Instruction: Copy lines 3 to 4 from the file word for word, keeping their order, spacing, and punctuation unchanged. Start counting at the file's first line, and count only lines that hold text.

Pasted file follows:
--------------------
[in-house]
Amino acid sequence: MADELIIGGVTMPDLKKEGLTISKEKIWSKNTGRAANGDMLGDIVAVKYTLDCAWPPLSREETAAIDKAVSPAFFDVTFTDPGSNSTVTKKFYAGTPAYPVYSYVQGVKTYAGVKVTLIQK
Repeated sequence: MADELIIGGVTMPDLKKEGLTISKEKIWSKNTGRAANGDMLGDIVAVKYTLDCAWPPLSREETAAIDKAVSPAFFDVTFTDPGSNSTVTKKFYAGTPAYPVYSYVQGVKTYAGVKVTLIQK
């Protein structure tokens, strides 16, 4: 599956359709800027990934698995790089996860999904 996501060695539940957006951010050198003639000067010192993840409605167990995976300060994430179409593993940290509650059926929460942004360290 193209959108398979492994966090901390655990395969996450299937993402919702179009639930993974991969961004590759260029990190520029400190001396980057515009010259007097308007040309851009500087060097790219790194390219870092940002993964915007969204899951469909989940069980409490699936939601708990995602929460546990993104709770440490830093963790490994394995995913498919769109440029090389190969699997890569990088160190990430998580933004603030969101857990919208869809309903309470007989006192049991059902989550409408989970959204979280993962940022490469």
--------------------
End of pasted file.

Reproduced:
Repeated sequence: MADELIIGGVTMPDLKKEGLTISKEKIWSKNTGRAANGDMLGDIVAVKYTLDCAWPPLSREETAAIDKAVSPAFFDVTFTDPGSNSTVTKKFYAGTPAYPVYSYVQGVKTYAGVKVTLIQK
């Protein structure tokens, strides 16, 4: 599956359709800027990934698995790089996860999904 996501060695539940957006951010050198003639000067010192993840409605167990995976300060994430179409593993940290509650059926929460942004360290 193209959108398979492994966090901390655990395969996450299937993402919702179009639930993974991969961004590759260029990190520029400190001396980057515009010259007097308007040309851009500087060097790219790194390219870092940002993964915007969204899951469909989940069980409490699936939601708990995602929460546990993104709770440490830093963790490994394995995913498919769109440029090389190969699997890569990088160190990430998580933004603030969101857990919208869809309903309470007989006192049991059902989550409408989970959204979280993962940022490469």